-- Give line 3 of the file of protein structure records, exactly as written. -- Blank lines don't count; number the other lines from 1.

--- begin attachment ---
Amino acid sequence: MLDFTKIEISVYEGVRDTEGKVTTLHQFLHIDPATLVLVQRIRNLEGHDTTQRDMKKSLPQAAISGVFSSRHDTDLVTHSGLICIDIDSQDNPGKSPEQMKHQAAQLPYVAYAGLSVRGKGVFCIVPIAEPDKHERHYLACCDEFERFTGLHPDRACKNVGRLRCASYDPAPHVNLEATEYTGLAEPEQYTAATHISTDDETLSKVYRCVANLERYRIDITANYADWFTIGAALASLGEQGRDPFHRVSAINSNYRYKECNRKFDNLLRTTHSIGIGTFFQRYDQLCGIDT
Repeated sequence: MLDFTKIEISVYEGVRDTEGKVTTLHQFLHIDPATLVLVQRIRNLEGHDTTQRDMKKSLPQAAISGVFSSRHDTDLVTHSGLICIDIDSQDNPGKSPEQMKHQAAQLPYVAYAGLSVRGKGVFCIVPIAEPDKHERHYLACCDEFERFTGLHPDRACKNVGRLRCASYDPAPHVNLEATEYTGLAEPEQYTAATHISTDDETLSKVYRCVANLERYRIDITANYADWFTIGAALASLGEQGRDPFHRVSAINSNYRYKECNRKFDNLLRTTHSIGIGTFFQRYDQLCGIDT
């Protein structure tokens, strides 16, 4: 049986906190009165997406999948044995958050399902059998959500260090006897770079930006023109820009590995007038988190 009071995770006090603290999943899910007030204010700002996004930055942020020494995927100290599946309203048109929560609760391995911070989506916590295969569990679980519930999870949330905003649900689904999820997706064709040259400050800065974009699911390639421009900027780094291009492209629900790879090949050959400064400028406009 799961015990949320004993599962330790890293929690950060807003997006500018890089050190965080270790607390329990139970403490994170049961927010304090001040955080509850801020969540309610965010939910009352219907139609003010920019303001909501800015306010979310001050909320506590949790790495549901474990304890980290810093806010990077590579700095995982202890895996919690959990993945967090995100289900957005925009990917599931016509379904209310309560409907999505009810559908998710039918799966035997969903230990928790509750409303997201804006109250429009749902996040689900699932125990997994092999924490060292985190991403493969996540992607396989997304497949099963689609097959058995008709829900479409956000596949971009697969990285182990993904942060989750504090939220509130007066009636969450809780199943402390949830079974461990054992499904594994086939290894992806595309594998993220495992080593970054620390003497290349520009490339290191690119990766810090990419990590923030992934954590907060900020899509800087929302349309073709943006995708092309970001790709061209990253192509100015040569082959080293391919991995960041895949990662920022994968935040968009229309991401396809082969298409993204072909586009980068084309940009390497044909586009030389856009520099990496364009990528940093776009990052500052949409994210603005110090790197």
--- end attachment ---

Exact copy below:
């Protein structure tokens, strides 16, 4: 049986906190009165997406999948044995958050399902059998959500260090006897770079930006023109820009590995007038988190 009071995770006090603290999943899910007030204010700002996004930055942020020494995927100290599946309203048109929560609760391995911070989506916590295969569990679980519930999870949330905003649900689904999820997706064709040259400050800065974009699911390639421009900027780094291009492209629900790879090949050959400064400028406009 799961015990949320004993599962330790890293929690950060807003997006500018890089050190965080270790607390329990139970403490994170049961927010304090001040955080509850801020969540309610965010939910009352219907139609003010920019303001909501800015306010979310001050909320506590949790790495549901474990304890980290810093806010990077590579700095995982202890895996919690959990993945967090995100289900957005925009990917599931016509379904209310309560409907999505009810559908998710039918799966035997969903230990928790509750409303997201804006109250429009749902996040689900699932125990997994092999924490060292985190991403493969996540992607396989997304497949099963689609097959058995008709829900479409956000596949971009697969990285182990993904942060989750504090939220509130007066009636969450809780199943402390949830079974461990054992499904594994086939290894992806595309594998993220495992080593970054620390003497290349520009490339290191690119990766810090990419990590923030992934954590907060900020899509800087929302349309073709943006995708092309970001790709061209990253192509100015040569082959080293391919991995960041895949990662920022994968935040968009229309991401396809082969298409993204072909586009980068084309940009390497044909586009030389856009520099990496364009990528940093776009990052500052949409994210603005110090790197």